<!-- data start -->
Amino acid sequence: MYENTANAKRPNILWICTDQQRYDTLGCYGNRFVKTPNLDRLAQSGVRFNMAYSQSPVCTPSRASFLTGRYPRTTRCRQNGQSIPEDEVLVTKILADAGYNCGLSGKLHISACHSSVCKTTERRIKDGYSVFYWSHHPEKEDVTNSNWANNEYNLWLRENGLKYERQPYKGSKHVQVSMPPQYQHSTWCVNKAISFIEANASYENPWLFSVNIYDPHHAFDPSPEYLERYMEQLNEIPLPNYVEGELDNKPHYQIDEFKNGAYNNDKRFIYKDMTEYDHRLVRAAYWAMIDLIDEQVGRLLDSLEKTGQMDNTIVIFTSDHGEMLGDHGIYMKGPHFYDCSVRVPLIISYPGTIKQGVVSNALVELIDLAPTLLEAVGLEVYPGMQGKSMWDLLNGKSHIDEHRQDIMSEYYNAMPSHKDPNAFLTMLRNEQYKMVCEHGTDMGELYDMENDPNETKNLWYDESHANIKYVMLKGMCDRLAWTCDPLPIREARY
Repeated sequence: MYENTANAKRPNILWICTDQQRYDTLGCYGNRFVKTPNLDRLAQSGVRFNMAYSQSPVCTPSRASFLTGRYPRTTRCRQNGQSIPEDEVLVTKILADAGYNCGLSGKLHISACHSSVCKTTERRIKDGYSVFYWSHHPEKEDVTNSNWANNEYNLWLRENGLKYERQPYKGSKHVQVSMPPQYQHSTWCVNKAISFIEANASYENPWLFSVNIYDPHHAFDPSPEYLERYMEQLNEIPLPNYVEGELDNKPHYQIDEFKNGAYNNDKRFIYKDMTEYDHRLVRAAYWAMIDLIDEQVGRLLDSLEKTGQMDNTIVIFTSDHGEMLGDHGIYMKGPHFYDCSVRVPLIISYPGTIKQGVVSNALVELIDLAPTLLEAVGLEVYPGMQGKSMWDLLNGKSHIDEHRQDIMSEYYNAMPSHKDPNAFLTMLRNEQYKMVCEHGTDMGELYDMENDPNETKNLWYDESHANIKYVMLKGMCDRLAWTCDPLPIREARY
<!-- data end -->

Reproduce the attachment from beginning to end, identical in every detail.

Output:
Amino acid sequence: MYENTANAKRPNILWICTDQQRYDTLGCYGNRFVKTPNLDRLAQSGVRFNMAYSQSPVCTPSRASFLTGRYPRTTRCRQNGQSIPEDEVLVTKILADAGYNCGLSGKLHISACHSSVCKTTERRIKDGYSVFYWSHHPEKEDVTNSNWANNEYNLWLRENGLKYERQPYKGSKHVQVSMPPQYQHSTWCVNKAISFIEANASYENPWLFSVNIYDPHHAFDPSPEYLERYMEQLNEIPLPNYVEGELDNKPHYQIDEFKNGAYNNDKRFIYKDMTEYDHRLVRAAYWAMIDLIDEQVGRLLDSLEKTGQMDNTIVIFTSDHGEMLGDHGIYMKGPHFYDCSVRVPLIISYPGTIKQGVVSNALVELIDLAPTLLEAVGLEVYPGMQGKSMWDLLNGKSHIDEHRQDIMSEYYNAMPSHKDPNAFLTMLRNEQYKMVCEHGTDMGELYDMENDPNETKNLWYDESHANIKYVMLKGMCDRLAWTCDPLPIREARY
Repeated sequence: MYENTANAKRPNILWICTDQQRYDTLGCYGNRFVKTPNLDRLAQSGVRFNMAYSQSPVCTPSRASFLTGRYPRTTRCRQNGQSIPEDEVLVTKILADAGYNCGLSGKLHISACHSSVCKTTERRIKDGYSVFYWSHHPEKEDVTNSNWANNEYNLWLRENGLKYERQPYKGSKHVQVSMPPQYQHSTWCVNKAISFIEANASYENPWLFSVNIYDPHHAFDPSPEYLERYMEQLNEIPLPNYVEGELDNKPHYQIDEFKNGAYNNDKRFIYKDMTEYDHRLVRAAYWAMIDLIDEQVGRLLDSLEKTGQMDNTIVIFTSDHGEMLGDHGIYMKGPHFYDCSVRVPLIISYPGTIKQGVVSNALVELIDLAPTLLEAVGLEVYPGMQGKSMWDLLNGKSHIDEHRQDIMSEYYNAMPSHKDPNAFLTMLRNEQYKMVCEHGTDMGELYDMENDPNETKNLWYDESHANIKYVMLKGMCDRLAWTCDPLPIREARY